EU countries remain the UK’s most important trading partners, but non-tariff trade barriers such as phytosanitary inspections and documentation have made the import and export of agricultural and food goods more expensive and time-consuming. Researchers from the London School of Economics calculated that in the first two years of Brexit, 2020 and 2021, British consumers had to spend an extra £6 billion on food. They say Brexit alone is leading to a 3% year-on-year price increase. Before Brexit, 77% of all food imports came from EU countries. After Britain left the EU, companies in EU countries did not hesitate to pass on the additional administrative costs they incurred.

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And things could get worse. Britain is still headed for the “bonfire of EU law” by the end of the year. POLITICO reported in January: “Ministers set out the work their departments are doing to ‘take full advantage of our regulatory freedoms and remove years of burdensome EU regulation’.” For food exports it is likely that companies will have to provide additional proof that their products meet EU standards. And it’s anyone’s guess what will happen if England passes the controversial legislation to allow the cultivation of genetically engineered crops, especially if there is no need to state this on the label when a food product is created using genetically engineered organisms.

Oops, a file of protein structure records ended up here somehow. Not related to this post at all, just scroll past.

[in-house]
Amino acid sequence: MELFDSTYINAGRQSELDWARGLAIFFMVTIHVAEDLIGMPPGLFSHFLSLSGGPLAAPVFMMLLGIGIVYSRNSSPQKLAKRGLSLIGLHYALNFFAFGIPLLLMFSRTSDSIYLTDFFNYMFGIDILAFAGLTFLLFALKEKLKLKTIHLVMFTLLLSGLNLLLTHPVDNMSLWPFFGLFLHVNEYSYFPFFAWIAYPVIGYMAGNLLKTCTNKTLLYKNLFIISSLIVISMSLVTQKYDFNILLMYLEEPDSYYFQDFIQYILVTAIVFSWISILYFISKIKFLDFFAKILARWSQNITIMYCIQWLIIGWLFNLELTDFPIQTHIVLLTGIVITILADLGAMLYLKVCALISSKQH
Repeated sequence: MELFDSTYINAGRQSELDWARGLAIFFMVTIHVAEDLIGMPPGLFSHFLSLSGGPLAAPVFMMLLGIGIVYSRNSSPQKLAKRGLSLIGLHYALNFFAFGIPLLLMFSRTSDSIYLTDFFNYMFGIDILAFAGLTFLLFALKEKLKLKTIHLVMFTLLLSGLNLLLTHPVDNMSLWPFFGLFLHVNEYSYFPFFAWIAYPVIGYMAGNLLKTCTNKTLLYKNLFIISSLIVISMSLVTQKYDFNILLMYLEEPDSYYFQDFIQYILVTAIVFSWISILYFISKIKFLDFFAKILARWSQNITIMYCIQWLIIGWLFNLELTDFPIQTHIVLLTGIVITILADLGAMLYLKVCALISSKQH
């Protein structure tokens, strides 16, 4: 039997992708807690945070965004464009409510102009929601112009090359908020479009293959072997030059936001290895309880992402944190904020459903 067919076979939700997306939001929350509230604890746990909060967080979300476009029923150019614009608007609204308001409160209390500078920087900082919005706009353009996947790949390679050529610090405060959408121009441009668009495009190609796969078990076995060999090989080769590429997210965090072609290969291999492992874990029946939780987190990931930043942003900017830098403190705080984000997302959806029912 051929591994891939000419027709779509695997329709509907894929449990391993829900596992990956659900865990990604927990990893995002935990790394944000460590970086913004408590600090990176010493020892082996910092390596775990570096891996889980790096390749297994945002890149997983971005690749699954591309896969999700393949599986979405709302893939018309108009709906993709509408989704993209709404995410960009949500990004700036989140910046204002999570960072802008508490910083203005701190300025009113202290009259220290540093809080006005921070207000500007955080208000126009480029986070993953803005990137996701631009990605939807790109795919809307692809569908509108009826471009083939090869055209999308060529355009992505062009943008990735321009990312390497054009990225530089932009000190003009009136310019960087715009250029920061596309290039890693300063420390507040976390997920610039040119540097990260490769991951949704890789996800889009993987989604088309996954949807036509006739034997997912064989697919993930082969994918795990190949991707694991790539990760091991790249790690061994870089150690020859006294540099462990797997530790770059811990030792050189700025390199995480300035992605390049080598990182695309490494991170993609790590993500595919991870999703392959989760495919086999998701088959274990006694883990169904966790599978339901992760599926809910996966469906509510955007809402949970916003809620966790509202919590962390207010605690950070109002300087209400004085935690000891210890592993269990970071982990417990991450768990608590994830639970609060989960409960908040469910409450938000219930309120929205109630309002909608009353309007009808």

A lot of pain for little gain

In food, the margins are tight and in the UK, it is the supermarkets that are raking in the biggest share of the profits, leaving almost nothing for the farmers. This was the result of a study done by Sustain. A packet of four hamburger patties has a retail value of £3.50, the net profit is just 8.7 pence, of which the farmer receives just 0.1 pence. Or take the price of a 480g pack of cheddar: consumers pay £2.50, production costs to the farmer are about £1.48, the profit, again, comes to less than a penny. “Farmers bear a disproportionately high amount of the risk when it comes to food production, but receive a disproportionately low amount of the reward, reflecting their relative weakness in the supply chain,” Vicky Hird, head of Sustain told Farmers Weekly magazine. It is unlikely that the situation will change in the near future. “Supermarkets source the vast majority of their food from the UK and know they have to pay a sustainable price to farmers,” Andrew Opie, director of food and sustainability at the UK Retail Consortium told Farmers Weekly. “However, they also face additional costs and are working very hard to limit price rises for consumers during a cost-of-living crisis where many people are struggling to afford the essentials.”

Outlook 2023